BMW i8 roadster
Hybrid electric supercar drops its top
Driving the BMW i8 Roadster in Majorca, Spain, was certainly a joyful experience, giving us an opportunity to appreciate this car in both its e-avatar and with its turbocharged might
The BMW i8 was the first production car to get LED laser headlights. It did not look like a production car; rather it looked like a one-off prototype when it was launched as a sports coupé. Over the years, we have seen sports cars like the E-Type Jaguar and Mercedes-Benz 300 SL with the gull-wing doors, but in both the cases the Roadsters were the better looking cars and it was a no-brainer that BMW would launch an i8 Roadster. There are no visible exhausts, BMW’s trademark kidney grille is blanked off, the sills get shrink-wrapped behind the rear wheels as if there is no engine back there, and the bodywork folds up from the doors and cascades down, never meeting but eventually bookending the tail-lights. The rear LED taillights complement the laser LED headlights to give the car a futuristic look at the rear as well. In the dark with the laser headlights and the rear LED switched on, the car does look futuristic. The i8 Roadster looks just stunning.
The i8 chassis is made of aluminium and it cradles an electric motor in the nose, with a spine of lithium-ion batteries running between the axles and turbocharged petrol engine just ahead of the rear wheels. On top of that sits a carbon-fibre reinforced plastic (CFRP) passenger cell like a body on chassis construction and it is all wrapped in a thermoplastic skin. Whenever a coupé loses its roof, the weight of the car goes up because you need to reinforce the body and the chassis. While speaking to Head of Product Design, Robert Forrest, I asked him how reinforcement work was done and his answer was, ‘Very little’, because the original chassis and body were already very strong.
Ingress and egress in a sports car is quite tricky, but with the roof down it was a breeze. The multi-function steering and the layout of the dashboard are driver-focused and the head-up display makes life easy while driving. You don’t have to take your eyes off the road. The leather seats offer plenty of lateral support and are very comfortable. The soft top has a carbon-fibre lining inside to keep it from getting deformed at high speed and can be opened and closed at speeds up to 50 km/h. The opening and closing is done with electric motors. The interior is well-appointed as one would expect of BMW.
The drive started from the resort we were staying at. Having spent two days on the island of Majorca, driving the MINIs, I had become familiar with most of the driving routes. The first five kilometres of the drive were on battery power and front-wheel-drive and without a sound until we came to the narrow village roads. The turn of foot is excellent as the response from the electric motor is instantaneous. There is 250 Nm of torque on tap from the word go. The uprated power output of 105 kW (14 3 PS) from the electric motor propels the i8 to 120 km/h with ease. This electric motor is mated to a two-speed gearbox and drives the front wheels.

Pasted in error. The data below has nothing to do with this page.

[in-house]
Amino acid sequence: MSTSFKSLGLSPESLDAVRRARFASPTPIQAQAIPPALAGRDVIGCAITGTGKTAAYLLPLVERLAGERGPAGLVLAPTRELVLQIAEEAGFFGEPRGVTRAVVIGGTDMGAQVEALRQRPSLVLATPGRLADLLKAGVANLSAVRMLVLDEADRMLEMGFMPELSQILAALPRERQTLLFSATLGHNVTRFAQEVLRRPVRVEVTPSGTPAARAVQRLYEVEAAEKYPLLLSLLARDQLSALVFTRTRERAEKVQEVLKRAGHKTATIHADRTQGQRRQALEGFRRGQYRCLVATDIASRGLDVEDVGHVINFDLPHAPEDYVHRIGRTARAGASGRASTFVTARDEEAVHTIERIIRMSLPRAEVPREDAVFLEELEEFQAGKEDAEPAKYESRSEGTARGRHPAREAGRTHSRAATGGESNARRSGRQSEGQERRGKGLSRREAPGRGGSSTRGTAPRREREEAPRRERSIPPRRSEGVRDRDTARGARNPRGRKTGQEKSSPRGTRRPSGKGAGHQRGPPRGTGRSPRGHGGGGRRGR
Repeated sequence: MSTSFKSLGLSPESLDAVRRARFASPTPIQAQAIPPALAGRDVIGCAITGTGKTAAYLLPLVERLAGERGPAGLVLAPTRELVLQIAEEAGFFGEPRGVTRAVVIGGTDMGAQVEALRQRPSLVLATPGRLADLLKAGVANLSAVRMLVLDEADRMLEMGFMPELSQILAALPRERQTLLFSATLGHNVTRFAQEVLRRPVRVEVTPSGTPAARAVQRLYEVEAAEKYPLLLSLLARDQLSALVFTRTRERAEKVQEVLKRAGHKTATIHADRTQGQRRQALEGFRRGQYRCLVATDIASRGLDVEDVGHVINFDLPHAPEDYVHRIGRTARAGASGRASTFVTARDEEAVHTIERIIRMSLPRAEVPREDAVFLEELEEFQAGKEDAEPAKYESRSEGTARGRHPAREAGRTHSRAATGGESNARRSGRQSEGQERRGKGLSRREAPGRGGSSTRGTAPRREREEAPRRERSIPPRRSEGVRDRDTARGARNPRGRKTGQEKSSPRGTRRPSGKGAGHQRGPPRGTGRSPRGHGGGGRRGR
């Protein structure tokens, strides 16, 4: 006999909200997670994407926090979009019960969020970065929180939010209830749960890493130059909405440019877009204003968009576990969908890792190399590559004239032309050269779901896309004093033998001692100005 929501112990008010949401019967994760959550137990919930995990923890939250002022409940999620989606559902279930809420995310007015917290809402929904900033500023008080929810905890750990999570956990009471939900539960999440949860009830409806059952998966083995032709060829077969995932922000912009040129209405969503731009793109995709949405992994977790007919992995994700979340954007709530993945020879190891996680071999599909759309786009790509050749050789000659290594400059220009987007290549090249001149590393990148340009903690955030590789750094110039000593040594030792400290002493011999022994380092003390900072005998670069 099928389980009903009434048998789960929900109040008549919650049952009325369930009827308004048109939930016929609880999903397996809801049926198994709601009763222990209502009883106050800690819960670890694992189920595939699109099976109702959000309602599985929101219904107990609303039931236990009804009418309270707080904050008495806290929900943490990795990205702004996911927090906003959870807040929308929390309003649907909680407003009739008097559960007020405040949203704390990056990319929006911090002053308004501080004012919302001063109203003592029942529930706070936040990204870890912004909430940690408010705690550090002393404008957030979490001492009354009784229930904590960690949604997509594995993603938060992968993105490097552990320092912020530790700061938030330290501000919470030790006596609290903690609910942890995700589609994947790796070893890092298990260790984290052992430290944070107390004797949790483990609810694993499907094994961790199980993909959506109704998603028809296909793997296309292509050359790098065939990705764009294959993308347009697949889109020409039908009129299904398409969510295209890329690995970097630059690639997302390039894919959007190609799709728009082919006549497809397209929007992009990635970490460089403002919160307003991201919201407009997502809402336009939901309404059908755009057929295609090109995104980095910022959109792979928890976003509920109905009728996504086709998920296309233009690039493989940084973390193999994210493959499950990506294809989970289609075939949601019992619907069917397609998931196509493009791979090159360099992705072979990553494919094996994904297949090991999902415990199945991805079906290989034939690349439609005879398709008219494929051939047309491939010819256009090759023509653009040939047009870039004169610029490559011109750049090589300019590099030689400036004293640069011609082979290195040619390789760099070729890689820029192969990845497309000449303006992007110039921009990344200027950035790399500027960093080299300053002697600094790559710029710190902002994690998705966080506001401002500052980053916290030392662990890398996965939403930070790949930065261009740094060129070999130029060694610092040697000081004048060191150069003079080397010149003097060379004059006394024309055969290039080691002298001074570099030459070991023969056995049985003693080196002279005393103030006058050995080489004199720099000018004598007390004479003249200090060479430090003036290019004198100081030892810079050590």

As soon as I got on the mountain section, I pulled the gear-shifter towards me to select the Sport mode. A complete transition takes place: the steering
The car handles like a dream and it was a joy to throw it round corners in the Majorcan countryside with gay abandon
weighs up, the exhaust note changes via the speakers, the exhaust sounds like a V8 engine and is really intoxicating, the suspension becomes firmer, and the meter console colour changes from blue to orange.
The real gem in this whole package is the 1,.5-litre three-cylinder turbocharged petrol engine that produces a stunning 231 PS and 320 Nm. A combined output of 374 PS and 570 Nm is at your disposal in Sport mode. There is an 11-kW (15-PS) motor at the rear which transforms the responsiveness of the engine and gearbox. It doubles up as a starter motor, but when you shift down, it flicks up the r evs as if there is a lightweight racespec flywheel with no inertia, giving the impr ession that the triple has the same liveliness as the instant-torque e-motor up front. This three-cylinder motor is mated to a six-speed auto ’box.
The i8 is capable of 0 to 100 km/h in 4.4 seconds and a top speed of 250 km/h (electronically limited). With all this performance the i8 r eturns 14 kilometres to a litre, which, to say the least, is phenomenal for a supercar.
The transition from electric power to the combined power of electric and petrol engine is absolutely seamless. The car handles like a dream and it was a joy to throw it round corners in the Majorcan countryside with gay abandon, thanks to the four-wheel drive. The car held on to the line around turns without the slightest hitch. The narrow tyres used for low rolling resistance did not hamper its handling either. The ride quality of the i8 is on the firm side as one would expect of a supercar. The only issue I had was the A-pillar which created a blind spot while going around tight left-hand corners.
To sum it all up, if you want to stand out from the crowd, then the i8 roadster is the car for you — it will draw all the attention you want without making a noise or polluting the environment.
( Below) Full function with fantastic form; tweaked aero looks sharp as ever